Second, what does it say about the culture of Tierra del Fuego that its people needed this word in their vocabulary? Is Mahihlapinatapai not considered a social faux pas there if observed by another? Or are people there less likely to mingle in large groups? Less likely to talk about others behind their backs? Do they only share Mahihlapinatapai when there’s no one else in the room?

Turns out there are tons of websites that list wonderful foreign words for which we have no English counterpart. Mental Floss has a list, Buzz Feed, Cracked, as well as a bunch o’ blogs. They repeat each other a lot, so I’ll just give you a couple of my favorites:

1. Backpfeifengesicht (German): a face that needs to be punched. For me, this is Gwyneth Paltrow’s mug.

2. Kummerspeck (German): weight gained due to emotional overeating. Literally, “grief bacon.”

3. Tartle (Scottish): the moment of panic when you are introducing someone and realize you have forgotten their name.

4. Mencolek (Indonesian): tapping someone on the shoulder to fool them. The Indonesians must be a fun bunch.

5. Gigil (Filipino): the overwhelming urge to pinch or squeeze something that is very cute.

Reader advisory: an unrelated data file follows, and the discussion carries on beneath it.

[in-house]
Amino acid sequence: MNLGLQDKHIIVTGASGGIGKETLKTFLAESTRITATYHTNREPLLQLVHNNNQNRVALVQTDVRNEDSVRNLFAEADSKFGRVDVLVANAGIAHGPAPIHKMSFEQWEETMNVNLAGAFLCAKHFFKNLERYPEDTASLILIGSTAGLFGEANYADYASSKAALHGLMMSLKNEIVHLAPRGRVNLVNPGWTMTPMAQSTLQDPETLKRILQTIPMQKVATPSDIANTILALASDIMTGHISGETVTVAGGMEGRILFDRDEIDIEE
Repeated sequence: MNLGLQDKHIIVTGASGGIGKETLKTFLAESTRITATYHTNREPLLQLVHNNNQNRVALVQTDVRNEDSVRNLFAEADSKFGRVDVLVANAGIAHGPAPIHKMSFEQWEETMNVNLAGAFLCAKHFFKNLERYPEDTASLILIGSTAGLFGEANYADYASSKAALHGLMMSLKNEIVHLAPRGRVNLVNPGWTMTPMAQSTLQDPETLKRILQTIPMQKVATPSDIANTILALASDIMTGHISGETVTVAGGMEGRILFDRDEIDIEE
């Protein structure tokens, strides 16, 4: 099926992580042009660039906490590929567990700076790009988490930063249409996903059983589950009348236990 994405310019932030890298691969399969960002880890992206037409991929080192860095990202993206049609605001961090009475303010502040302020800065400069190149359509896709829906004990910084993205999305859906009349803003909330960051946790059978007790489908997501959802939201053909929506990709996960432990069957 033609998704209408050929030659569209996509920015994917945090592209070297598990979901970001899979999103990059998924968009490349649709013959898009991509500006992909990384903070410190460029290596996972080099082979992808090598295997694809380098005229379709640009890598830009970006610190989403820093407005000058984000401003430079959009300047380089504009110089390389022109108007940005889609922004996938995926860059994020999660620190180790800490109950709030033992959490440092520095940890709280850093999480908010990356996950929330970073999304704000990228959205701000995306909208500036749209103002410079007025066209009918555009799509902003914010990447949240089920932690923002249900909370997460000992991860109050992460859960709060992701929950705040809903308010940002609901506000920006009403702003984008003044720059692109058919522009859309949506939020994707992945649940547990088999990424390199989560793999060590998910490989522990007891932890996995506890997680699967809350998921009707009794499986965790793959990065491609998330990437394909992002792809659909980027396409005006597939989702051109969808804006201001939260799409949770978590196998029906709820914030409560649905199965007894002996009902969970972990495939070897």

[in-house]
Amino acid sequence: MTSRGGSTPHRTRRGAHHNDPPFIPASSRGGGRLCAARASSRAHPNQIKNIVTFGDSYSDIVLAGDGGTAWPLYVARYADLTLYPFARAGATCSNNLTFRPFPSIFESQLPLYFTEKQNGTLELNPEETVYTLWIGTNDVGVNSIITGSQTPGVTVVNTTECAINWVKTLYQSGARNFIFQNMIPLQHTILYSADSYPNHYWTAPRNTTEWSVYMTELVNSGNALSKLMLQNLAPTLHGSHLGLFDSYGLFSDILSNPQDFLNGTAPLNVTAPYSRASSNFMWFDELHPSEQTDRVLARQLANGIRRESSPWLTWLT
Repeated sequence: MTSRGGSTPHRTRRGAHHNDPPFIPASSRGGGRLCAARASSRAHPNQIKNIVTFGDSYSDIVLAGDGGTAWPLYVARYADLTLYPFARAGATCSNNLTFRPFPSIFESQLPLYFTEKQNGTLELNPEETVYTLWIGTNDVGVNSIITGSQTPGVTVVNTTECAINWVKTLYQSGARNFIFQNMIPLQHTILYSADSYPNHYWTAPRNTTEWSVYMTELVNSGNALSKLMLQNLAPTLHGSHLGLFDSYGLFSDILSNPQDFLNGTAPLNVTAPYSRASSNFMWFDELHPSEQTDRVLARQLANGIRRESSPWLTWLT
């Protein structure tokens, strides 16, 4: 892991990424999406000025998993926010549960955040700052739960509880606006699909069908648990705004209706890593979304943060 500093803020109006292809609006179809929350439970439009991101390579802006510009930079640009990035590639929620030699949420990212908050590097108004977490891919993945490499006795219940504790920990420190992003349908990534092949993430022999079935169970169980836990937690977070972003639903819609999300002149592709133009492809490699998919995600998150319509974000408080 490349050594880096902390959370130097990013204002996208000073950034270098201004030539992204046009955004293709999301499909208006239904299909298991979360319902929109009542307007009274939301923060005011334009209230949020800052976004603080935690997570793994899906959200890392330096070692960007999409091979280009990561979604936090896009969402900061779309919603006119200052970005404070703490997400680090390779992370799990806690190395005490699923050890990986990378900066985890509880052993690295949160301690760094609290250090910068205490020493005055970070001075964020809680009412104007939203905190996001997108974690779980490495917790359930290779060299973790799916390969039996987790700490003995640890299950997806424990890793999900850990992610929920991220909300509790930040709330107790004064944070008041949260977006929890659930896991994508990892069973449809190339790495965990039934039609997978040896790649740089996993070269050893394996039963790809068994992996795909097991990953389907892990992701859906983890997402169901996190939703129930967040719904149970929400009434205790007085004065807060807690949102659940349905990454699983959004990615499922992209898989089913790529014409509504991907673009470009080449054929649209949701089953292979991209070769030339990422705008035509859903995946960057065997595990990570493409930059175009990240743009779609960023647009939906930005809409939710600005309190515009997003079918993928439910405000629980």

6. Tsundoku (Japanese): the act of leaving a book unread after buying it.

7. Boketto (Japanese): gazing into the distance without thinking.

8. Hygge (Danish): the pleasant, intimate feeling of sitting around a fire in winter with close friends. (My question: does it have to be winter?)

9. Cavoli Riscaldati (Italian): the result of getting back together with someone you should never have gotten back together with. Literally, “reheated cabbage.”

10. L’esprit de l’escalier (French): thinking of a comeback when it is too late to deliver it. Literally, “staircase wit.”

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4 thoughts on “Foreign words I’ve been looking for my whole life